Little kings in their little kingdoms
I have a couple of rules, some advice I give to myself, and that I have to remind me every now and then. One of those rules is: “Always pick your battles. You can’t fight them all”.
But also, every now and then, I forget about these simple rules, or I just don’t listen to that more experienced and calm voice. And then is when I get angry.
The last time I experienced this wasn’t long ago and it was triggered by one of the things I really can’t stand: little kings defending their little kingdoms. Oh, they make me mad.
These little kings build their little kingdoms making promises of respect and tolerance; of love and harmony. They always do.
These little kings like to think they were proclaimed by the people and state they love democracy. But wait... A democratic king? What a convenient oxymoron!
These little kings also like... no, wait, they need to have enemies to justify their power. “Don’t trust them. They will only bring chaos”, the little kings say to maintain the status quo, while they do whatever is in their power to keep these enemies away and silent.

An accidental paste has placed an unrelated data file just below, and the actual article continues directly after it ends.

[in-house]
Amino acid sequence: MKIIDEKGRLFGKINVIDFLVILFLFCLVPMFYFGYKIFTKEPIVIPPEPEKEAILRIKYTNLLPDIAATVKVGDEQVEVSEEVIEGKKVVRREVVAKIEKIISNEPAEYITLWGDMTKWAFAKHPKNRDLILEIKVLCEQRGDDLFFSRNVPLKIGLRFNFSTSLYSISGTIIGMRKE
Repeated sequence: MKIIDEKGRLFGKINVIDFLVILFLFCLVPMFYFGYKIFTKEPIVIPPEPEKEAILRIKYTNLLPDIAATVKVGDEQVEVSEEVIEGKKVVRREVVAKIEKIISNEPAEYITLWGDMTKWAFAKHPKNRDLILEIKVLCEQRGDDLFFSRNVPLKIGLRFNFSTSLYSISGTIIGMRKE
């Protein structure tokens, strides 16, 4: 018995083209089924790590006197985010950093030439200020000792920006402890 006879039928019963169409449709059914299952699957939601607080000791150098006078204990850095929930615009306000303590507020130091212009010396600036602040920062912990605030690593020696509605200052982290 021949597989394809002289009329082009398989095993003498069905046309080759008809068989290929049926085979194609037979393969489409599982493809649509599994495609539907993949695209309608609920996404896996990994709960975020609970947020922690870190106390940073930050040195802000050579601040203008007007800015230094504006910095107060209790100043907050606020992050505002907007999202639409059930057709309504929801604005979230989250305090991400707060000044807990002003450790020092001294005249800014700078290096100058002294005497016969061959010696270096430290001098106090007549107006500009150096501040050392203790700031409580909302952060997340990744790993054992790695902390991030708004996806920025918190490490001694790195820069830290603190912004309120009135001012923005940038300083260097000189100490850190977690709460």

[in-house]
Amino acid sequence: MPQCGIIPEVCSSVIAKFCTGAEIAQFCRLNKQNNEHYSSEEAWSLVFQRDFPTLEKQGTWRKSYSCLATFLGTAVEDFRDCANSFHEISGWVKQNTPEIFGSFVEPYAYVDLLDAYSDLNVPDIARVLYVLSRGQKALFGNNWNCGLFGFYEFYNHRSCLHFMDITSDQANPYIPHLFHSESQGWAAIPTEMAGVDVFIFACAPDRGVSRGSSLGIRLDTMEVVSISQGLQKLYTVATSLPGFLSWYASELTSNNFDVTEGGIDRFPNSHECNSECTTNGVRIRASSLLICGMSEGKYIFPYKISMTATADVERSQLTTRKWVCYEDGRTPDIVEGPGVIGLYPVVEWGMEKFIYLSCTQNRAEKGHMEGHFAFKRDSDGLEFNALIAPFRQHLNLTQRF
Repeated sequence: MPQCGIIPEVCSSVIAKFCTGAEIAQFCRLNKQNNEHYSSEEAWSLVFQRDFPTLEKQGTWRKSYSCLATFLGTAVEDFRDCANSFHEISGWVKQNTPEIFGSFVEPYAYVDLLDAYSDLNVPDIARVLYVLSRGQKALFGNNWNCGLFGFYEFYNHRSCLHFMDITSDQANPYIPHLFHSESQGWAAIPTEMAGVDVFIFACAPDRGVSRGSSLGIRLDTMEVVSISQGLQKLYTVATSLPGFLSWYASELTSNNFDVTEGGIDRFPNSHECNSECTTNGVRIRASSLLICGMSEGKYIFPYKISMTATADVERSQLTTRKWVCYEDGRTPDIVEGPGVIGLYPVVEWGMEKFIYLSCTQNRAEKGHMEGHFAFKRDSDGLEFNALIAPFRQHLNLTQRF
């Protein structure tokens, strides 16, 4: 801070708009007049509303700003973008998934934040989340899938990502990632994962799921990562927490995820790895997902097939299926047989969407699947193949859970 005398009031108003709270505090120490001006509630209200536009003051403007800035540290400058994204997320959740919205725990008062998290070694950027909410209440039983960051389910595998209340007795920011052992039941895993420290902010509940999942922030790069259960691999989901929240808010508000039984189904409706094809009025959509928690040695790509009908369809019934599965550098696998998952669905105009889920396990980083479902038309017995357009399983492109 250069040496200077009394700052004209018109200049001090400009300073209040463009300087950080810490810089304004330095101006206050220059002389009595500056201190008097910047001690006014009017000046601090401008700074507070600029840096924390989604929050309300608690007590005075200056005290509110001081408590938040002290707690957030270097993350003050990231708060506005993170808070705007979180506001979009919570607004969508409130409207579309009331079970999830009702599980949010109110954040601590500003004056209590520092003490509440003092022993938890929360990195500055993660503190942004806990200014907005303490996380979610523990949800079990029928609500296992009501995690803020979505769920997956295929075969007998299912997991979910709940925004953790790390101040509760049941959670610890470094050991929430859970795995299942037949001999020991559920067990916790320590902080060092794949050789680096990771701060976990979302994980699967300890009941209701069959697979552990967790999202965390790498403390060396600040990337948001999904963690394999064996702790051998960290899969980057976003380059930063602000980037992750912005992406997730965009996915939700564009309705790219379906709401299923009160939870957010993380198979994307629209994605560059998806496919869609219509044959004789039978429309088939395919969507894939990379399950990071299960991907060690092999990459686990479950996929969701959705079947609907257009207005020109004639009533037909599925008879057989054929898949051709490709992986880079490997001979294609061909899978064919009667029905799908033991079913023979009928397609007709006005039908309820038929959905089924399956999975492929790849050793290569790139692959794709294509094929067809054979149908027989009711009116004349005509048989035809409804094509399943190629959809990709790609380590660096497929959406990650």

What bothers me the most about these little kings is how they are capable of anything to “defend” their little kingdoms. Vanishing, political persecutions, and public executions. Everything is valid to perpetuate themselves in the throne.
In this particular situation, with this particular little king and his particular little kingdom, I was banished because I followed a brave leader who dared to question the authority of this little king. This brave leader democratically asked the people if they would be in favor of a change and, in the face of overwhelming rejection, this little king had no better idea than to vanish the brave leader and all his followers.
We now wander amongst different kingdoms while that tiny little king keeps ruling in his tiny little kingdom. But he won’t be able to rest, because the people will always be there, waiting, ready to take back what’s rightfully theirs.
Originally published in Status Nº 113 - November 2020